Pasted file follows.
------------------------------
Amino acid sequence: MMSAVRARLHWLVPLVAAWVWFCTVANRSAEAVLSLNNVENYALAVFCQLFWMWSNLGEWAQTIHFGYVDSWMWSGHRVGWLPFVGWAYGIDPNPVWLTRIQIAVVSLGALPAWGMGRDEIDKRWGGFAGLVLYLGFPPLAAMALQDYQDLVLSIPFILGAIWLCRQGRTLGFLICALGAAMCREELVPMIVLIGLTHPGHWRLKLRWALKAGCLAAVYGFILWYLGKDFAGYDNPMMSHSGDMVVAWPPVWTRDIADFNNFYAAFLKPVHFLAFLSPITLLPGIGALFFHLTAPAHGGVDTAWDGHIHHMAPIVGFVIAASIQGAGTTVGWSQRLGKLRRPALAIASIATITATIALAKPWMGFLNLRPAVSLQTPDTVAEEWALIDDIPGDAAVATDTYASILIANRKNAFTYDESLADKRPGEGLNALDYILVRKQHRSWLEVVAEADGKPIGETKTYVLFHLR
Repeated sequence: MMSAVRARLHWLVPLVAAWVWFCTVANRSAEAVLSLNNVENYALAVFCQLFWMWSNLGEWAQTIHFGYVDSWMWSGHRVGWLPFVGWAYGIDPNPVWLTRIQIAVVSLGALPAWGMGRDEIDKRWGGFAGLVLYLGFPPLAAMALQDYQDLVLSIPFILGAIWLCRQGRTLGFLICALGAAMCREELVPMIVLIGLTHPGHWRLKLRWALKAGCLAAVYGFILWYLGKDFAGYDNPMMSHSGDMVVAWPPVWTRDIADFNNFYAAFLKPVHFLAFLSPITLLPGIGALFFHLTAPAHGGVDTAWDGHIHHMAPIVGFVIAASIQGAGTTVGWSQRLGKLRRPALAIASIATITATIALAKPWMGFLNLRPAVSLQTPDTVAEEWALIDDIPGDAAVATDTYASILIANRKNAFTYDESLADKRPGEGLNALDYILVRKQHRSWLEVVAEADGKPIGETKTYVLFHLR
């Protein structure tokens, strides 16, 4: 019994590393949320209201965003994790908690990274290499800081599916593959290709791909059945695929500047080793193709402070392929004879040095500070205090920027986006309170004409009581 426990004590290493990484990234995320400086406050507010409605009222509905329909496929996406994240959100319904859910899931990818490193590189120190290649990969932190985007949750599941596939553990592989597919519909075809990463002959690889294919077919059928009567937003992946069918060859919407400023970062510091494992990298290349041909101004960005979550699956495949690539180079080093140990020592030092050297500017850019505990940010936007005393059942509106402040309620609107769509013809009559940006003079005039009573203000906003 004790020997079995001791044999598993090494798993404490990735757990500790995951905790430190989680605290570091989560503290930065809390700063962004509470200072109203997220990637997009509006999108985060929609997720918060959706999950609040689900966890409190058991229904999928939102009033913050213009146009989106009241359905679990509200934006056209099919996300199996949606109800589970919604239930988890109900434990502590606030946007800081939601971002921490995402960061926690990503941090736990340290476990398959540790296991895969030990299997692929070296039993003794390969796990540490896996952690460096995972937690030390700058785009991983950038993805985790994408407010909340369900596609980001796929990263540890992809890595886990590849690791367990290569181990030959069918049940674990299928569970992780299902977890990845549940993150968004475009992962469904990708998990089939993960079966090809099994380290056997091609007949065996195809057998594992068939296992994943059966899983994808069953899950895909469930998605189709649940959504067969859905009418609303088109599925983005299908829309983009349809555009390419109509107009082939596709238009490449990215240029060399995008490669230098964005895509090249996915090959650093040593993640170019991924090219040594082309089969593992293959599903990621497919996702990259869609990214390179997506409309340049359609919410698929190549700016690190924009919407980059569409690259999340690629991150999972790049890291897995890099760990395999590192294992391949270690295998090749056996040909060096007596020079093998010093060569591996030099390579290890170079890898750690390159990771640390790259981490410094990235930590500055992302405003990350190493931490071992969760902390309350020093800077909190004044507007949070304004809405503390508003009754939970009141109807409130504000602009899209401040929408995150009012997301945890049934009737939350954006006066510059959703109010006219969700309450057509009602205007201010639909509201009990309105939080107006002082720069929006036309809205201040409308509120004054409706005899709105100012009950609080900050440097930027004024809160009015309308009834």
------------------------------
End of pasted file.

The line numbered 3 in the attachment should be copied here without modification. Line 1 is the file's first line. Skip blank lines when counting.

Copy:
């Protein structure tokens, strides 16, 4: 019994590393949320209201965003994790908690990274290499800081599916593959290709791909059945695929500047080793193709402070392929004879040095500070205090920027986006309170004409009581 426990004590290493990484990234995320400086406050507010409605009222509905329909496929996406994240959100319904859910899931990818490193590189120190290649990969932190985007949750599941596939553990592989597919519909075809990463002959690889294919077919059928009567937003992946069918060859919407400023970062510091494992990298290349041909101004960005979550699956495949690539180079080093140990020592030092050297500017850019505990940010936007005393059942509106402040309620609107769509013809009559940006003079005039009573203000906003 004790020997079995001791044999598993090494798993404490990735757990500790995951905790430190989680605290570091989560503290930065809390700063962004509470200072109203997220990637997009509006999108985060929609997720918060959706999950609040689900966890409190058991229904999928939102009033913050213009146009989106009241359905679990509200934006056209099919996300199996949606109800589970919604239930988890109900434990502590606030946007800081939601971002921490995402960061926690990503941090736990340290476990398959540790296991895969030990299997692929070296039993003794390969796990540490896996952690460096995972937690030390700058785009991983950038993805985790994408407010909340369900596609980001796929990263540890992809890595886990590849690791367990290569181990030959069918049940674990299928569970992780299902977890990845549940993150968004475009992962469904990708998990089939993960079966090809099994380290056997091609007949065996195809057998594992068939296992994943059966899983994808069953899950895909469930998605189709649940959504067969859905009418609303088109599925983005299908829309983009349809555009390419109509107009082939596709238009490449990215240029060399995008490669230098964005895509090249996915090959650093040593993640170019991924090219040594082309089969593992293959599903990621497919996702990259869609990214390179997506409309340049359609919410698929190549700016690190924009919407980059569409690259999340690629991150999972790049890291897995890099760990395999590192294992391949270690295998090749056996040909060096007596020079093998010093060569591996030099390579290890170079890898750690390159990771640390790259981490410094990235930590500055992302405003990350190493931490071992969760902390309350020093800077909190004044507007949070304004809405503390508003009754939970009141109807409130504000602009899209401040929408995150009012997301945890049934009737939350954006006066510059959703109010006219969700309450057509009602205007201010639909509201009990309105939080107006002082720069929006036309809205201040409308509120004054409706005899709105100012009950609080900050440097930027004024809160009015309308009834």